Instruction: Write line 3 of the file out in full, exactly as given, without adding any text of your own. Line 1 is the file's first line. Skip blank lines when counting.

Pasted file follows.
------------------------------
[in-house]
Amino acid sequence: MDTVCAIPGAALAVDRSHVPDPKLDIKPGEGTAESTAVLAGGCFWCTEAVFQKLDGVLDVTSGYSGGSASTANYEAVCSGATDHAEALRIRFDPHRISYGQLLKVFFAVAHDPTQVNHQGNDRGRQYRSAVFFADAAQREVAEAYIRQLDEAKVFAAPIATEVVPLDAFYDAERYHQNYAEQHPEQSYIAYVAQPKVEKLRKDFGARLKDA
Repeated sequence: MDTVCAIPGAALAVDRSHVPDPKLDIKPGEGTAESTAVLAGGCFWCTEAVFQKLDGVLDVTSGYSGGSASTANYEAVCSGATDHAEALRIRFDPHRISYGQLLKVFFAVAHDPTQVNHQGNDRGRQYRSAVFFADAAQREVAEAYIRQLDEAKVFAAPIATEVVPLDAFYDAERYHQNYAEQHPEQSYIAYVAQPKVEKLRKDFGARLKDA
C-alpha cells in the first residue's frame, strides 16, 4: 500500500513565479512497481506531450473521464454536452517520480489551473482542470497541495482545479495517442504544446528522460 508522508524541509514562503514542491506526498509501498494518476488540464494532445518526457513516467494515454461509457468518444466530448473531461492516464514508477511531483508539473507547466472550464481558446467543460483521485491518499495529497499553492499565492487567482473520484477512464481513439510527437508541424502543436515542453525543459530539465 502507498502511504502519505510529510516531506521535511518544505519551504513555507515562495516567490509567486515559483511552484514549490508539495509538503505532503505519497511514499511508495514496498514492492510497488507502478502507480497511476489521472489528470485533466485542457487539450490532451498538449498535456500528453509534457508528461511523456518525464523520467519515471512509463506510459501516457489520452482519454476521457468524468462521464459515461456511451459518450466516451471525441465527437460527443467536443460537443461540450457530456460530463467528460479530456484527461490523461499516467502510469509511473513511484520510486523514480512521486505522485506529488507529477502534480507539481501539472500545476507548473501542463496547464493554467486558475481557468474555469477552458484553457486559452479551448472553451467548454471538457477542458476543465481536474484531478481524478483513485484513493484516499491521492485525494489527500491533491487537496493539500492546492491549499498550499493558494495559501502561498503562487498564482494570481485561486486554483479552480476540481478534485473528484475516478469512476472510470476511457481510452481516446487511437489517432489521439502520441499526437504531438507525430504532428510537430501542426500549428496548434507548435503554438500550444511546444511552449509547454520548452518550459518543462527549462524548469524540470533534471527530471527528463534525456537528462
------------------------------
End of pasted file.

Repeated sequence: MDTVCAIPGAALAVDRSHVPDPKLDIKPGEGTAESTAVLAGGCFWCTEAVFQKLDGVLDVTSGYSGGSASTANYEAVCSGATDHAEALRIRFDPHRISYGQLLKVFFAVAHDPTQVNHQGNDRGRQYRSAVFFADAAQREVAEAYIRQLDEAKVFAAPIATEVVPLDAFYDAERYHQNYAEQHPEQSYIAYVAQPKVEKLRKDFGARLKDA